MAKING GLOBAL HUMAN RIGHTS A FACT, SKIPPING THE FANTASY
With human rights abuses commonplace, the 21st Century is emerging as the make-or-break climax of relations between the “have” and “have not” nations of the world. While the planet is drawn tighter by instantaneous electronic communications, over one billion people live in extreme poverty, on a daily thread between life and death. It is a monument then to Mankind’s tenacious survival urge that only an estimated eight-plus million die each year as they are too poor to stay alive. Ref.: The End of Poverty, Sachs, J. (2006).
The African Human Rights Leadership Campaign, a pilot project of Youth for Human Rights International, is a growing initiative designed to inspire and equip young people to create futures worth living in their communities and countries.
From the Ruins is a short film on this human rights work to date, shot and directed by Ian Jay.
Started in 2006 between young Liberian activist Jay Yarsiah, his Ghanaian counterpart Sammy Jacobs Abbey, and a somewhat wide-eyed American lawyer new to West Africa (me), the Campaign enjoyed its most successful year in 2009.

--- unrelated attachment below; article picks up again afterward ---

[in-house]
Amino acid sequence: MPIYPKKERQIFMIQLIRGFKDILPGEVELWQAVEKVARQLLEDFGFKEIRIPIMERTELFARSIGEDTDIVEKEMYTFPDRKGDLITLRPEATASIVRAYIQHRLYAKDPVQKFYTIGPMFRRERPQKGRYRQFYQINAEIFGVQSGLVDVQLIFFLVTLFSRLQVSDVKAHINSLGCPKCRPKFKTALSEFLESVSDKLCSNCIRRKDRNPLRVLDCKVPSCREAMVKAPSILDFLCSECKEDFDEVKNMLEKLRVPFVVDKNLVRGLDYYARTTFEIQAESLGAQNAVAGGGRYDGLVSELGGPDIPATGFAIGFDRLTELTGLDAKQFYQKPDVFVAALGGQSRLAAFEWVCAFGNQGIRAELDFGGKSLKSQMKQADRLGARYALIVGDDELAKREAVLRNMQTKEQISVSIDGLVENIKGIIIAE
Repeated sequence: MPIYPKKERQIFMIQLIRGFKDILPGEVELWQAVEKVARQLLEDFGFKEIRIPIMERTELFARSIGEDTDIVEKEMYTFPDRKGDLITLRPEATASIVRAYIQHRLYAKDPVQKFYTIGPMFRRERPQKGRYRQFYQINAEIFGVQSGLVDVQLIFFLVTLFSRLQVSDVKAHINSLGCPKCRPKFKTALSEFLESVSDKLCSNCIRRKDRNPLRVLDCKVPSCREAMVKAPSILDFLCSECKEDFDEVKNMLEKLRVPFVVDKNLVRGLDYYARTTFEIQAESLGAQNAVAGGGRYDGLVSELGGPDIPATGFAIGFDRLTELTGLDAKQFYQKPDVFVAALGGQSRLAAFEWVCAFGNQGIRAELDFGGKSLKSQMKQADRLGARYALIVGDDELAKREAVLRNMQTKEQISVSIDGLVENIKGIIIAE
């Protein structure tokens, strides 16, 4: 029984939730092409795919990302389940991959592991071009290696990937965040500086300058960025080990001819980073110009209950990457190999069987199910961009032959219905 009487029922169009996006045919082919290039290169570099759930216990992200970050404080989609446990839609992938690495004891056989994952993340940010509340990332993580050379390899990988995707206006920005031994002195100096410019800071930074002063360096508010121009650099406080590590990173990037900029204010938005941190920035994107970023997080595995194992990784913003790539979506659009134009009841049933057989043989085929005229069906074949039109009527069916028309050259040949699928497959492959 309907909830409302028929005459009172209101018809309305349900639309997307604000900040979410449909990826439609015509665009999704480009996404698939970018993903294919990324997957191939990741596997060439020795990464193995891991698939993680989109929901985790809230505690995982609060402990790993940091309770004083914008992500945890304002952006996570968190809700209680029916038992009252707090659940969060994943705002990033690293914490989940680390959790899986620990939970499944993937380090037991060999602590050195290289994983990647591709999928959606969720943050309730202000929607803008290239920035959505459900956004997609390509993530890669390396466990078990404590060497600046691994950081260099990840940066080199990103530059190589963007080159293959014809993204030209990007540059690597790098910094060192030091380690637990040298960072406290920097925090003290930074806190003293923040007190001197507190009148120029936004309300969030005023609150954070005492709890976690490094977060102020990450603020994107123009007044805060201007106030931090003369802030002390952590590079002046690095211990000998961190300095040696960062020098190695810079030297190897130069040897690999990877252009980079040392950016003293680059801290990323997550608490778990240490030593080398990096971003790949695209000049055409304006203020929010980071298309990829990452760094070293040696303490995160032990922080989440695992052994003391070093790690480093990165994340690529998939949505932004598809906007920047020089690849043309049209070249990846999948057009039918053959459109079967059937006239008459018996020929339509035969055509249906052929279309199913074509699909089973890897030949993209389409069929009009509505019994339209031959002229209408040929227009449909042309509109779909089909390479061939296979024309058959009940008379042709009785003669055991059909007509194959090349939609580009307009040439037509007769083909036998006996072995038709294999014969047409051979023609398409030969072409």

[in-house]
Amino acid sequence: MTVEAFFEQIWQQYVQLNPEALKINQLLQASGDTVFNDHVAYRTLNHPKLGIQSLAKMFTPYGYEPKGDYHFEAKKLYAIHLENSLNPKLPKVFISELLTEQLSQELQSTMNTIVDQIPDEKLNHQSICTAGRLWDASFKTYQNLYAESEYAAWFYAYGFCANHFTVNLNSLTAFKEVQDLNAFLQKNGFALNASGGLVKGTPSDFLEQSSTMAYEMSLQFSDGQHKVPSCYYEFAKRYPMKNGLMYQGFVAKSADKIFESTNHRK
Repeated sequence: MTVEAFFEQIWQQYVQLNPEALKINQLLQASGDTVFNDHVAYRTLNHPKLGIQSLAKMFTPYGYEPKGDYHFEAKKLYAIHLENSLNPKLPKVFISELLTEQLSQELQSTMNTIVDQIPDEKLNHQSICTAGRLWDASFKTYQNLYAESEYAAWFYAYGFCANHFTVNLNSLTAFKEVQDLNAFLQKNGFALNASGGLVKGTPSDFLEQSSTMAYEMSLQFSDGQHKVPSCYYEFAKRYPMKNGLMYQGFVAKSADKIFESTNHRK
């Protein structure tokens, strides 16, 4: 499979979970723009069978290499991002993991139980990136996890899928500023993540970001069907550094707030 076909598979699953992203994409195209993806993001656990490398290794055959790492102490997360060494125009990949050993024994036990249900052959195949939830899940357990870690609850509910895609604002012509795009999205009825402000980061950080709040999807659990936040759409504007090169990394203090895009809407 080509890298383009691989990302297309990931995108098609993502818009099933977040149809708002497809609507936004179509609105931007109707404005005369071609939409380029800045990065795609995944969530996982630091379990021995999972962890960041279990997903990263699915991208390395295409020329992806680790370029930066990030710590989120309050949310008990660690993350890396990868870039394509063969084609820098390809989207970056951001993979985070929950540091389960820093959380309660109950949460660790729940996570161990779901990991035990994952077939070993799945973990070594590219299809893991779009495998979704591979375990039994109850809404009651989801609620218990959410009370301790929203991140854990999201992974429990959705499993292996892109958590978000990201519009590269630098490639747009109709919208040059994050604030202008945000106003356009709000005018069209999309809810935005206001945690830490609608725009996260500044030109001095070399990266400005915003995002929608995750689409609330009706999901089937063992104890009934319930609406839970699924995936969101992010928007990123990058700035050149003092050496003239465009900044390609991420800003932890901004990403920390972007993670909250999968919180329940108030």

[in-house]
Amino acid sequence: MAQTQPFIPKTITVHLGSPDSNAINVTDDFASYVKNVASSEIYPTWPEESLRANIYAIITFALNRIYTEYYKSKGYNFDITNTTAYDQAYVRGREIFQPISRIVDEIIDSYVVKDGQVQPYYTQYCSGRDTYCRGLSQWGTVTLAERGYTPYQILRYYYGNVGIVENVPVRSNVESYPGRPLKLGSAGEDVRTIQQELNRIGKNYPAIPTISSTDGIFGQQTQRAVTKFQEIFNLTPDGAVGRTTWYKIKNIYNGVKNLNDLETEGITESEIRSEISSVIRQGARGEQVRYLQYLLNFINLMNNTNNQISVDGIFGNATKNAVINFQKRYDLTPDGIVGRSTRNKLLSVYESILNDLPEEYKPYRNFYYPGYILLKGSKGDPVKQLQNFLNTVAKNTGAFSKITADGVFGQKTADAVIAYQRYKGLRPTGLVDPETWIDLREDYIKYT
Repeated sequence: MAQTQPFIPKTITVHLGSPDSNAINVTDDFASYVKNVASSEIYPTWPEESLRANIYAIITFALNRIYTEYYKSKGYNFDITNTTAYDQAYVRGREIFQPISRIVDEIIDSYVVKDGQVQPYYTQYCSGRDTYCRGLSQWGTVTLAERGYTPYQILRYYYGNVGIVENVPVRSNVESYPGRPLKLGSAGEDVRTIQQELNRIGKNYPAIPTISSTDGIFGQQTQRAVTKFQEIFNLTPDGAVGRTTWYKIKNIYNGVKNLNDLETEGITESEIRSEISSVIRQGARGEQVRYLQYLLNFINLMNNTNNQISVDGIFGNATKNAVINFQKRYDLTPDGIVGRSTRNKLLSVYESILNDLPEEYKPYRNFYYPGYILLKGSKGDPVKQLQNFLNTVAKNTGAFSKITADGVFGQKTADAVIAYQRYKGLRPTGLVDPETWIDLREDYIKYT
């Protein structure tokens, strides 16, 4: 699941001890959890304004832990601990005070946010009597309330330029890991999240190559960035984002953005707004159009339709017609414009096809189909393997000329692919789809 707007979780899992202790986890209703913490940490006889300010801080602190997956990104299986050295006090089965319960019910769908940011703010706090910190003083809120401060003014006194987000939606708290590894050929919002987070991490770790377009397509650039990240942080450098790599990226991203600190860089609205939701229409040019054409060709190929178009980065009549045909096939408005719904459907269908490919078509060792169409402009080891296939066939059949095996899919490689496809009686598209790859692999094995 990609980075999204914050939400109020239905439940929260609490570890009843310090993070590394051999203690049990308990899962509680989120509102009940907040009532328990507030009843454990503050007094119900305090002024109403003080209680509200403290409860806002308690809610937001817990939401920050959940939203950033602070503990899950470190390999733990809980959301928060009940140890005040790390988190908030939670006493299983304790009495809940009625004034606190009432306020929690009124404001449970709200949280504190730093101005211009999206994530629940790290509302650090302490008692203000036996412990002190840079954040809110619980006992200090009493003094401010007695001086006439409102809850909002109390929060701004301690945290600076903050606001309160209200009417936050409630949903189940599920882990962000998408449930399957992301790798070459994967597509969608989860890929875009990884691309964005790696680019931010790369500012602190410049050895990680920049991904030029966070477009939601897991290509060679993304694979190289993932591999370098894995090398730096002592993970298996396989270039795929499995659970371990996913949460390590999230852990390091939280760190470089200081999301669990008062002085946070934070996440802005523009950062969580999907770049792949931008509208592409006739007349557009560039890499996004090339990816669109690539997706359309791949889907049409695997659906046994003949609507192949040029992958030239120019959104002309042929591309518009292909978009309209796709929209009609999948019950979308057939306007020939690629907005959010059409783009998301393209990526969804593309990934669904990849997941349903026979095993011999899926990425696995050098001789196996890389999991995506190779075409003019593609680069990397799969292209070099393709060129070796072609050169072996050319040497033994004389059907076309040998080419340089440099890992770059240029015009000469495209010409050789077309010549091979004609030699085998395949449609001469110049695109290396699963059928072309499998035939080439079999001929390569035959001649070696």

The training experience is through competitions between teams made up of coalitions of young people from various local senior high schools, colleges and other groups. Each team vies for creation and delivery of the most effective public awareness campaign on a chosen human rights abuse issue. To a person, team members regard any common violation of human rights a matter of their responsibility, not detached observation.
For 2009 — in four African countries: Liberia, Sierra Leone, Ghana, and Togo B some 200 young people now have training and significant experience in the dissemination and implementation of human rights principles in the face of deeply rooted government corruption, common delays and denials of access to justice, and seemingly hopeless cycles of youth violence in their respective countries. Among other results and with the help of local professional editors, the student teams produced nine short documentary films on such African human rights issues. We also reached for the first time into Ethiopia, where the Campaign received equally enthusiastic response from a broad spectrum of youth human rights advocates and organizations.
We are now planning the Campaign’s coming 18 months of expanding human rights advocacy training, through August, 2011. This Campaign not only has the makings to help Africa but also the potential to assist in educational innovations that can make global human rights a reality. Please stay tuned.